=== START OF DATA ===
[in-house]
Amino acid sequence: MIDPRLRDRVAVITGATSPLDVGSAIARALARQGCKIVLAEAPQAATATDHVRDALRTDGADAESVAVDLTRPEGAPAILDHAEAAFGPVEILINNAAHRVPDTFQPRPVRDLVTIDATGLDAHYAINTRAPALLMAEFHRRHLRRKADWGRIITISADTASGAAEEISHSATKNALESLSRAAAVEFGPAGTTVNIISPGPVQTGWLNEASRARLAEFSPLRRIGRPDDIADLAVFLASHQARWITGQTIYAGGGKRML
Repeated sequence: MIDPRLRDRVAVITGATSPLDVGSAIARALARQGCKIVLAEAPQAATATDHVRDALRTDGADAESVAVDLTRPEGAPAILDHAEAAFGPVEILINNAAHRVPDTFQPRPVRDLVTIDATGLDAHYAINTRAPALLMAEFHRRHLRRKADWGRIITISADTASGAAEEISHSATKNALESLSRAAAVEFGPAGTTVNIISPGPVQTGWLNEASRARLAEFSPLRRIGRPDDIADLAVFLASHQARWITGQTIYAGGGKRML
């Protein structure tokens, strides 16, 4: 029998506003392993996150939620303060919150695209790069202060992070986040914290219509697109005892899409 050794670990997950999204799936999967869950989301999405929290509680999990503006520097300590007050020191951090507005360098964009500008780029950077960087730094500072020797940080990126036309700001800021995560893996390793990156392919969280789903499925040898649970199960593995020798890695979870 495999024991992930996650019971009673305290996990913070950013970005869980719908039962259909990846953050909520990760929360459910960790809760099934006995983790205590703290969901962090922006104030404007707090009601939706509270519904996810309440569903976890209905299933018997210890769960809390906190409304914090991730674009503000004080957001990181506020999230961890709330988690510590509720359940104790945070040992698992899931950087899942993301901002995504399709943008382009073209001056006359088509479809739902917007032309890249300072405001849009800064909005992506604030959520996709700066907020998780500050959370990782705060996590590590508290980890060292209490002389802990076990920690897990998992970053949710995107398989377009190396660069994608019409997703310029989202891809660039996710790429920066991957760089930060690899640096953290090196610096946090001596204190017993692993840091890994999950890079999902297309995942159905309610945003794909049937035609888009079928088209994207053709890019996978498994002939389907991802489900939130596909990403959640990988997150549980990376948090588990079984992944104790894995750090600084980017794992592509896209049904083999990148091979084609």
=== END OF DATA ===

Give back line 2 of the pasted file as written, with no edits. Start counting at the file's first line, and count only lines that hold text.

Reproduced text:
Amino acid sequence: MIDPRLRDRVAVITGATSPLDVGSAIARALARQGCKIVLAEAPQAATATDHVRDALRTDGADAESVAVDLTRPEGAPAILDHAEAAFGPVEILINNAAHRVPDTFQPRPVRDLVTIDATGLDAHYAINTRAPALLMAEFHRRHLRRKADWGRIITISADTASGAAEEISHSATKNALESLSRAAAVEFGPAGTTVNIISPGPVQTGWLNEASRARLAEFSPLRRIGRPDDIADLAVFLASHQARWITGQTIYAGGGKRML